The Pentagon is, once again, reversing its own position on which platform to use for its high-altitude reconnaissance mission – the venerable Lockheed Martin U-2 or Northrop Grumman RQ-4B Global Hawk unmanned aircraft.
The Office of the Secretary of Defense (OSD) has directed the U.S. Air Force to restart modest funding not only for operations of the high-flying U-2, but also to invest some funding in research and development and procurement, according to industry sources. The funding is coming from a topline increase for the service, meaning OSD has provided the cash to pay for it, and is slated for inclusion in the fiscal 2016 budget request going to Congress next month.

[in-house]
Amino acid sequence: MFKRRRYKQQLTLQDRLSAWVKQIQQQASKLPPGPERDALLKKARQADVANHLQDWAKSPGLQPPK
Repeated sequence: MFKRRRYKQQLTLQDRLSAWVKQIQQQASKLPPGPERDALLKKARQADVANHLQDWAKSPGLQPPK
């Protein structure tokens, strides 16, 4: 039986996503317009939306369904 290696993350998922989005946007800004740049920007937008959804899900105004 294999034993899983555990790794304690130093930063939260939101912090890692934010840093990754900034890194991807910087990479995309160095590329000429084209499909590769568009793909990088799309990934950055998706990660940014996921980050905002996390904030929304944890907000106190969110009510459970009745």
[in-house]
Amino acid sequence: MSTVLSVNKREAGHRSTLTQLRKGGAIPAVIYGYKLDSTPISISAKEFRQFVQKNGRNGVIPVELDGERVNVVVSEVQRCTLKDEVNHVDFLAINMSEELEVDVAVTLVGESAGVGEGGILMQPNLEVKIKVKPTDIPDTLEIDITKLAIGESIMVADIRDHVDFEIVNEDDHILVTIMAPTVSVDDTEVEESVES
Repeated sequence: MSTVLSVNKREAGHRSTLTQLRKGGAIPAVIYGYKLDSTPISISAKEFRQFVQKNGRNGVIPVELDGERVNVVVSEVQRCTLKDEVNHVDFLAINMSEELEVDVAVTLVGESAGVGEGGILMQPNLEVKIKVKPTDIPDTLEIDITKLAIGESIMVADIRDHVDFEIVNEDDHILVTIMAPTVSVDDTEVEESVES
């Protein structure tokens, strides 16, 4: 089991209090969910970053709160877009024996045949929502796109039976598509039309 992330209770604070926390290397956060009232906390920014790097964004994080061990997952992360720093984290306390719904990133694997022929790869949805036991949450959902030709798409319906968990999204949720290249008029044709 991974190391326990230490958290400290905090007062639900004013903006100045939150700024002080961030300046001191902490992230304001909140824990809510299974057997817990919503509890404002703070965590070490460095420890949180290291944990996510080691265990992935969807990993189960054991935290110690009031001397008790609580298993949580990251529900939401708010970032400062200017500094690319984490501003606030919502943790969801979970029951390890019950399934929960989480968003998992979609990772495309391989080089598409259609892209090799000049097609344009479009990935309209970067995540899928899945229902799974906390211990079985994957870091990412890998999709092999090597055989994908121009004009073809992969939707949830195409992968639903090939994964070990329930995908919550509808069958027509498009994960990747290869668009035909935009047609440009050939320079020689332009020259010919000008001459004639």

The roughly $150 million in investment spending over three years is a signal that last year’s proposal to retire the U-2 fleet and quickly transfer the high-altitude collection mission to the unmanned Global Hawk was a bridge too far. It shows that the service will not only operate the fleet it has, but pay for upgrades to keep the U-2 relevant. In addition, funding for U-2 operations will be restored for three more years – fiscal 2016-18, the sources say. Though operations at the height of the Iraq and Afghanistan wars ran about $400 million annually, the service is now targeting about $350 million a year to operate the U-2 globally.
For the complete story by Amy Butler of Aviation Week, click here.